The Glass Cluster in Naestved
A great example of circular economy
Ressource City’s Glass Cluster is one of our best-practice examples of circular economy. In line with our vision, Ressource City’s office is in a former warehouse in an old industrial area. In the same industrial area, Reiling Glasrecycling Denmark is located, who, along with Ardagh Glass Holmegaard form Resource City’s Glass Cluster.
The Glass Cluster collects and sorts approximately 125.000 tons of glass per year. The glass are then recycled into roughly 800 million bottles and jars every year, thereby reducing the need for virgin materials. By doing so they are also reducing more or less 18.000 tons of CO2 anually.
Not only does the Glass Cluster produce new products from used materials, it also distribute surplus heat from the production to the local district heating grid. By doing this they contribute with approximately >90% of the district heating in the town Fensmark in Naestved Municipality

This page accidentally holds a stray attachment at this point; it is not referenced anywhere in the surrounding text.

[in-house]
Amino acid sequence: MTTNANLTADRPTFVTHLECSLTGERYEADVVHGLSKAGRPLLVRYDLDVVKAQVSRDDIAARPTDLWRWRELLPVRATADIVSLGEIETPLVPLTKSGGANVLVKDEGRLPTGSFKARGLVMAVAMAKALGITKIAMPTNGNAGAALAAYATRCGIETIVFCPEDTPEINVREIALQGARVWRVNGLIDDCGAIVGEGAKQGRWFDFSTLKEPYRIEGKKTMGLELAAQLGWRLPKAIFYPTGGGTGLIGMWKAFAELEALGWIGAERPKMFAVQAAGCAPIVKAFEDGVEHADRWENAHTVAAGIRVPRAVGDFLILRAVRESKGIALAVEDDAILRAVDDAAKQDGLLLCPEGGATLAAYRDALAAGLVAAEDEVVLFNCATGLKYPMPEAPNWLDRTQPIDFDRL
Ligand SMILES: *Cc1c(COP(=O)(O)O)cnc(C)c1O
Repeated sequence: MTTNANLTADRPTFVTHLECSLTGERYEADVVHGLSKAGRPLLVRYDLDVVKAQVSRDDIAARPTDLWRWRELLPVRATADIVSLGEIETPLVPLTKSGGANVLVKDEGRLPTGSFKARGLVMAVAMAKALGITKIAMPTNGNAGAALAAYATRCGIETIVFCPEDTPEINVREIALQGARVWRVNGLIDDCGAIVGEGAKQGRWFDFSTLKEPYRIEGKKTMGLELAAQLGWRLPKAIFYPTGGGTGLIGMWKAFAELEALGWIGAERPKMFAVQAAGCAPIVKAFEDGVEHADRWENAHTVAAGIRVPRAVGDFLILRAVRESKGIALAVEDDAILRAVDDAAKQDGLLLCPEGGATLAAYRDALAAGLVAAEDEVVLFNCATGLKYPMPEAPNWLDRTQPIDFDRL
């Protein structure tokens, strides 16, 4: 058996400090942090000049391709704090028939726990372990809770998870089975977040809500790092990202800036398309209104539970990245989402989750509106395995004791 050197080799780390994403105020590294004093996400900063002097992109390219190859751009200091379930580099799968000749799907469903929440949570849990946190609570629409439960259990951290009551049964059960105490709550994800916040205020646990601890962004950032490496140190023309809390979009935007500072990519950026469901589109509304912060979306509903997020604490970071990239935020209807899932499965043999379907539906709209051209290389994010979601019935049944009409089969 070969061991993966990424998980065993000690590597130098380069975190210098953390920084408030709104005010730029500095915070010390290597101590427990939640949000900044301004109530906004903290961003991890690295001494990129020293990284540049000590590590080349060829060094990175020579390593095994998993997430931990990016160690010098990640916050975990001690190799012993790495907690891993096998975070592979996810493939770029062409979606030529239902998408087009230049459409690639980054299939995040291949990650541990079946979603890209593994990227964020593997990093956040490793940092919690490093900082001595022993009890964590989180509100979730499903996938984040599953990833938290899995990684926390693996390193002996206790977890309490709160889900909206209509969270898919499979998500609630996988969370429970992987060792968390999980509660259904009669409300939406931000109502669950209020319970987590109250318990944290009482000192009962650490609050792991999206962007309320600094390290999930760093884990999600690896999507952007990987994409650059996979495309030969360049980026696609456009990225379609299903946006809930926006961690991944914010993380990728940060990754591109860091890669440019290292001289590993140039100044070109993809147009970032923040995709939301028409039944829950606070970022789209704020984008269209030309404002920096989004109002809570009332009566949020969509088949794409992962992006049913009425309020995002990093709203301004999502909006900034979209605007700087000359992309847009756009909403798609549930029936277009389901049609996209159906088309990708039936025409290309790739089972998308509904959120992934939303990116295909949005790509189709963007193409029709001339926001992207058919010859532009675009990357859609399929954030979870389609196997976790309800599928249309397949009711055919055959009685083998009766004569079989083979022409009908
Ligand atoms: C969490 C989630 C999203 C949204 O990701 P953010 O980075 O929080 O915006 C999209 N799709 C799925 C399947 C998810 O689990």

In addition, a biogas plant is being installed to supply the Glass Cluster with biogas to reduce greenhouse gas emissions from the current use of natural gas. One of the newest innovations is to turn biproduct glass, that can not be recycled into new bottles and jars, into insulation. Initiatives like this makes the Glass Cluster innovative and always prepared to seize sustainable growth potentials.
The experience gained from the Glass Cluster is part of the method that Ressource City replicates to support new circular collaborations. Since its launch in 2015 Ressource City has initiated and facilitated several projects and new collaborations based on circular economy and sustainable waste management.
The Glass Cluster principle
The consumers buy and uses bottles and jars made of glass. After use glass products get discarded in the recycling bin and collected from all Danish municipalities.
Reiling Glasrecycling sorts the glass and bring it to the glass manufacturer Ardagh Glass in Holmegaard, Naestved. The shards then get melted into new glass products. The surplus heat from the production heats up >90% of the housing in Fensmark, Naestved.